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Threatened Miscarriage


A threatened miscarriage occurs when you have vaginal bleeding within the first 20 weeks of pregnancy. It suggests that a miscarriage may happen. Miscarriages that occur during the first 3 months of pregnancy are usually due to a problem in the way the baby develops. Many women who have vaginal bleeding or spotting during early pregnancy go on to have healthy babies.



  • Acetaminophen: This medicine decreases pain. You can buy acetaminophen without a doctor's order. Ask how much to take and how often to take it. Follow directions. Acetaminophen can cause liver damage if not taken correctly. Do not use medicine containing ibuprofen. Ibuprofen can increase your risk of miscarriage.
  • Take your medicine as directed. Call your healthcare provider if you think your medicine is not helping or if you have side effects. Tell him if you are allergic to any medicine. Keep a list of the medicines, vitamins, and herbs you take. Include the amounts, and when and why you take them. Bring the list or the pill bottles to follow-up visits. Carry your medicine list with you in case of an emergency.

Follow up with your primary healthcare provider or obstetrician within 2 days or as directed:

You may need to return to check your pregnancy and have another ultrasound or more blood tests. Write down your questions so you remember to ask them during your visits.


  • Keep track of bleeding: Use sanitary pads to keep track of how much vaginal bleeding you are having. Do not use tampons. Keep a record of how many pads you use each day.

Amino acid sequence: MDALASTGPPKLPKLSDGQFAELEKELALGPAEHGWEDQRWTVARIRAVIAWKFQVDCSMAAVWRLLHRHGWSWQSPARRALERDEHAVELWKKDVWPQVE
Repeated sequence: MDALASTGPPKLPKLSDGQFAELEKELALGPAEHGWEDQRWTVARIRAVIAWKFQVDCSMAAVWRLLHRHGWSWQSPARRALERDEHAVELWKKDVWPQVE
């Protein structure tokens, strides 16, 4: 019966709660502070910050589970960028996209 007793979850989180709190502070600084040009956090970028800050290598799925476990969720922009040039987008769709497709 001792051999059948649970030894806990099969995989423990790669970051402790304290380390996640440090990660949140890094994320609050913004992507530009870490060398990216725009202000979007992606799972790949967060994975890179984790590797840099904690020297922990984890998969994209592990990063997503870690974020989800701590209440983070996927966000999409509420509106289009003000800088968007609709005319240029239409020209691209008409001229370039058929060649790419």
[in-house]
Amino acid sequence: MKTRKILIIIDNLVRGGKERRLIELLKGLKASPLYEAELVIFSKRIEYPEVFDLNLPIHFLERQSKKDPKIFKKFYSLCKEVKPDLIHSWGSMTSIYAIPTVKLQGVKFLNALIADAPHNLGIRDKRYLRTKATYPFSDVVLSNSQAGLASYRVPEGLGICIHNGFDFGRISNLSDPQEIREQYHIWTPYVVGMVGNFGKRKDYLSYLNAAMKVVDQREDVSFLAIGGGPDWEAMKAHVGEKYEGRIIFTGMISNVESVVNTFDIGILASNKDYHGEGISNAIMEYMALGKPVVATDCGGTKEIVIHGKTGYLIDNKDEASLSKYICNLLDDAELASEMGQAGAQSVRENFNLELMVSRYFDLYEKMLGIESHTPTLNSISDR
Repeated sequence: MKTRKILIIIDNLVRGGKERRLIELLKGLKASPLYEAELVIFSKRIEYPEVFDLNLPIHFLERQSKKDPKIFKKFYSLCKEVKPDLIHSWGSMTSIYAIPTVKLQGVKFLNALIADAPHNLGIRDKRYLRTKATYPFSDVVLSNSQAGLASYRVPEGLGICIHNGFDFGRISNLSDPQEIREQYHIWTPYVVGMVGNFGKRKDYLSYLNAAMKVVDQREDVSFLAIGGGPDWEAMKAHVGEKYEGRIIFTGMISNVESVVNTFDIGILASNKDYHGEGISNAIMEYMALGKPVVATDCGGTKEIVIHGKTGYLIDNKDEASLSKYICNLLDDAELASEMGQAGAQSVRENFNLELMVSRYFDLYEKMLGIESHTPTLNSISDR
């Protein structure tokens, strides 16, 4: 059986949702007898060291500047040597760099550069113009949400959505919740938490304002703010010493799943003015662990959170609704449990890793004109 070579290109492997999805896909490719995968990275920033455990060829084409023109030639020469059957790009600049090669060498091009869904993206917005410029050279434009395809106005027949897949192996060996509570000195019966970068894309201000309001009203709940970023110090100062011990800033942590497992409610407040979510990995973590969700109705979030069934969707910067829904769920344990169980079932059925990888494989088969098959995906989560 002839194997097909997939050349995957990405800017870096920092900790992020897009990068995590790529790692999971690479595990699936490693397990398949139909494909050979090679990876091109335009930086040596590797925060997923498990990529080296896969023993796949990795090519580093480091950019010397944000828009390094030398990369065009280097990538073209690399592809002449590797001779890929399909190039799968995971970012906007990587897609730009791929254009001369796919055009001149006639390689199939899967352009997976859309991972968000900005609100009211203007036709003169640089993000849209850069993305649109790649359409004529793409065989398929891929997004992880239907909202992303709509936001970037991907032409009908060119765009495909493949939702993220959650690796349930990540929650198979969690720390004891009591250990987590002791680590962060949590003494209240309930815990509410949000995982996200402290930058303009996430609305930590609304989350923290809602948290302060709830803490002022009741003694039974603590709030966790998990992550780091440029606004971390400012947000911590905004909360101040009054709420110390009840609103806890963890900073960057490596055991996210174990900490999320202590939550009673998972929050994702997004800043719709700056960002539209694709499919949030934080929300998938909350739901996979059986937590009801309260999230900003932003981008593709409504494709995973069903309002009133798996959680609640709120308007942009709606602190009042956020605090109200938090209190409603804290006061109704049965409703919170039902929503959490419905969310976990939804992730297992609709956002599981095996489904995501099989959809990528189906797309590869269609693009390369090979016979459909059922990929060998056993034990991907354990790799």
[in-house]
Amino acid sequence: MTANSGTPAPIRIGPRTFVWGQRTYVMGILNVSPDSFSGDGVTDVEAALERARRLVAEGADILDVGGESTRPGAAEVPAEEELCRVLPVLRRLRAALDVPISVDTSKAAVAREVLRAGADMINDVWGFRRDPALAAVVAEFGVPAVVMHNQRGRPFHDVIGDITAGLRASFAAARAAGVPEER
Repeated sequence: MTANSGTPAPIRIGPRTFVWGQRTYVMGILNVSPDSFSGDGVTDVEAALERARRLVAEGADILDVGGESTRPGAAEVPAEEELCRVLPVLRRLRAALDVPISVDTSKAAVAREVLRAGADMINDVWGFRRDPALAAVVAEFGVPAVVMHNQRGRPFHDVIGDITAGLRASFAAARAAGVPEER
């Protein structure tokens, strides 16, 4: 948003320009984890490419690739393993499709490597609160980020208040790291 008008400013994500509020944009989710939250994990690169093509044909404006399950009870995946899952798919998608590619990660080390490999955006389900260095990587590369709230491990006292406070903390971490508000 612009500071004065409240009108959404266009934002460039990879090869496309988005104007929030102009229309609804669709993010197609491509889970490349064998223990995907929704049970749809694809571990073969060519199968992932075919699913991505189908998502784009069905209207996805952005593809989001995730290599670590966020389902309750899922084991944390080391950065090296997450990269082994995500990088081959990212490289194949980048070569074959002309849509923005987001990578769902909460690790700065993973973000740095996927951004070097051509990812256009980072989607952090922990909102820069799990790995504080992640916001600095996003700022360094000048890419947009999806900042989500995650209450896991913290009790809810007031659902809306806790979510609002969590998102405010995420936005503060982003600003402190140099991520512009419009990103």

• Ask about activity: You may need to rest, limit certain activities, or not have sex until your symptoms are better. Ask what exercise and activities are okay for you to do.

Stay healthy during pregnancy:

  • Eat a variety of healthy foods: These can help you get extra protein, water, and calories you need while you are pregnant. Healthy foods include fruits, vegetables, whole-grain breads, low-fat dairy products, beans, lean meats, and fish. Avoid raw or undercooked meat and fish. Ask your primary healthcare provider for more information about an eating plan that is right for you.
  • Take prenatal vitamins: These help you get the right amount of vitamins and minerals. They may also decrease the risk of certain birth defects.
  • Do not drink alcohol or use illegal drugs: These can increase your risk for a miscarriage or harm your baby.
  • Do not smoke: If you smoke, it is never too late to quit. Smoking can cause your baby to be born too early, too small, or have problems growing. Ask your primary healthcare provider for information if you need help quitting.

Contact your primary healthcare provider or obstetrician if:

  • You have a fever.
  • You have trouble urinating, burning when you urinate, or feel a need to urinate often.
  • You have new or worsening vaginal bleeding.
  • You have vaginal pain or itching, or vaginal discharge that is yellow, green, or foul-smelling.
  • You have questions or concerns about your condition or care.

Seek care immediately or call 911 if:

  • You feel weak or faint.
  • You have worsening cramping in your abdomen or lower back, or pain in your shoulder.
  • You have vaginal bleeding that soaks a sanitary pad every hour for 3 hours in a row.
  • You pass material that looks like tissue or large clots. Collect the material and bring it with you.

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The above information is an educational aid only. It is not intended as medical advice for individual conditions or treatments. Talk to your doctor, nurse or pharmacist before following any medical regimen to see if it is safe and effective for you.